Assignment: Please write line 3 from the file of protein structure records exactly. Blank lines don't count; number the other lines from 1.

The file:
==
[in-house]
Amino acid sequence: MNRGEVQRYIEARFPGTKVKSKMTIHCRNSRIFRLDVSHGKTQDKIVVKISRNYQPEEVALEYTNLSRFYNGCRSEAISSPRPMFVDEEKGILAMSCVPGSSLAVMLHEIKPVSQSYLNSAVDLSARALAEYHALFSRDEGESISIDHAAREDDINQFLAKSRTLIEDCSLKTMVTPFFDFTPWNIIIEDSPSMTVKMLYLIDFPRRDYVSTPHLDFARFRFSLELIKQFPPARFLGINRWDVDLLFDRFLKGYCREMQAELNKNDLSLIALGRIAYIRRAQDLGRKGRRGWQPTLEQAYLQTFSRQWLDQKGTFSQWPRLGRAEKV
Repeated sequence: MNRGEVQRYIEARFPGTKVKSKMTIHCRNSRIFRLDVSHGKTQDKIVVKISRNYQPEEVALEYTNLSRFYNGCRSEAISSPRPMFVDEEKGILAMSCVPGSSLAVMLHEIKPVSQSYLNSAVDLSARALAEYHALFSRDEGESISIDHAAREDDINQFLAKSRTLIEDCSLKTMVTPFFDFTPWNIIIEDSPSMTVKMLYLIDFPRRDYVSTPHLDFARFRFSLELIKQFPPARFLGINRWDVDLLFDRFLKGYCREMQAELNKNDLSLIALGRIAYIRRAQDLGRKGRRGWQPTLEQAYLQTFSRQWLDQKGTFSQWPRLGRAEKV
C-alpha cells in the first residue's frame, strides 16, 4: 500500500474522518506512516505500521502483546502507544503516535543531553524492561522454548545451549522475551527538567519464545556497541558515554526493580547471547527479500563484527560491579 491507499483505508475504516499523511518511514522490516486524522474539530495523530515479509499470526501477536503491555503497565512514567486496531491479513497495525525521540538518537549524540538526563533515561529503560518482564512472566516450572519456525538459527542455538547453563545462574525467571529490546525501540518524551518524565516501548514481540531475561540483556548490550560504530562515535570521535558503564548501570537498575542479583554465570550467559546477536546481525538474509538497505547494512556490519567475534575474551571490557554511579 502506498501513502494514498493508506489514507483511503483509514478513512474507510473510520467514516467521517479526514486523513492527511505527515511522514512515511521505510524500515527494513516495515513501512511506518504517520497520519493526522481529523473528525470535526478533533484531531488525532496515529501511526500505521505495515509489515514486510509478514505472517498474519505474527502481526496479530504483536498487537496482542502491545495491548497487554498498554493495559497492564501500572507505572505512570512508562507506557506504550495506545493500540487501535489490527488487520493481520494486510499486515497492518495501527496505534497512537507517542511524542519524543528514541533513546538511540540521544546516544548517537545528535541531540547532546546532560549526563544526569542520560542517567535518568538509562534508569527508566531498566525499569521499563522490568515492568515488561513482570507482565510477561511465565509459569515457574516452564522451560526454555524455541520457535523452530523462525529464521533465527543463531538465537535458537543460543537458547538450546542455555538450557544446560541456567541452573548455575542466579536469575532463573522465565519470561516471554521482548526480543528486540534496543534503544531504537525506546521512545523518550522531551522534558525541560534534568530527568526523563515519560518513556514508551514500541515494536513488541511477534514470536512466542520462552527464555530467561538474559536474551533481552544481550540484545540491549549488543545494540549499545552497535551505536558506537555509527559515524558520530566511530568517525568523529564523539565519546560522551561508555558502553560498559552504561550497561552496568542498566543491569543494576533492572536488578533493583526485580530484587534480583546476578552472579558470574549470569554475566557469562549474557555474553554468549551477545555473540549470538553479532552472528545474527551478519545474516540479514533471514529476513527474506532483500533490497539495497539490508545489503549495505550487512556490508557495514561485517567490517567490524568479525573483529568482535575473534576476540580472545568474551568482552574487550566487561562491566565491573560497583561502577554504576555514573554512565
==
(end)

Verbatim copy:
Repeated sequence: MNRGEVQRYIEARFPGTKVKSKMTIHCRNSRIFRLDVSHGKTQDKIVVKISRNYQPEEVALEYTNLSRFYNGCRSEAISSPRPMFVDEEKGILAMSCVPGSSLAVMLHEIKPVSQSYLNSAVDLSARALAEYHALFSRDEGESISIDHAAREDDINQFLAKSRTLIEDCSLKTMVTPFFDFTPWNIIIEDSPSMTVKMLYLIDFPRRDYVSTPHLDFARFRFSLELIKQFPPARFLGINRWDVDLLFDRFLKGYCREMQAELNKNDLSLIALGRIAYIRRAQDLGRKGRRGWQPTLEQAYLQTFSRQWLDQKGTFSQWPRLGRAEKV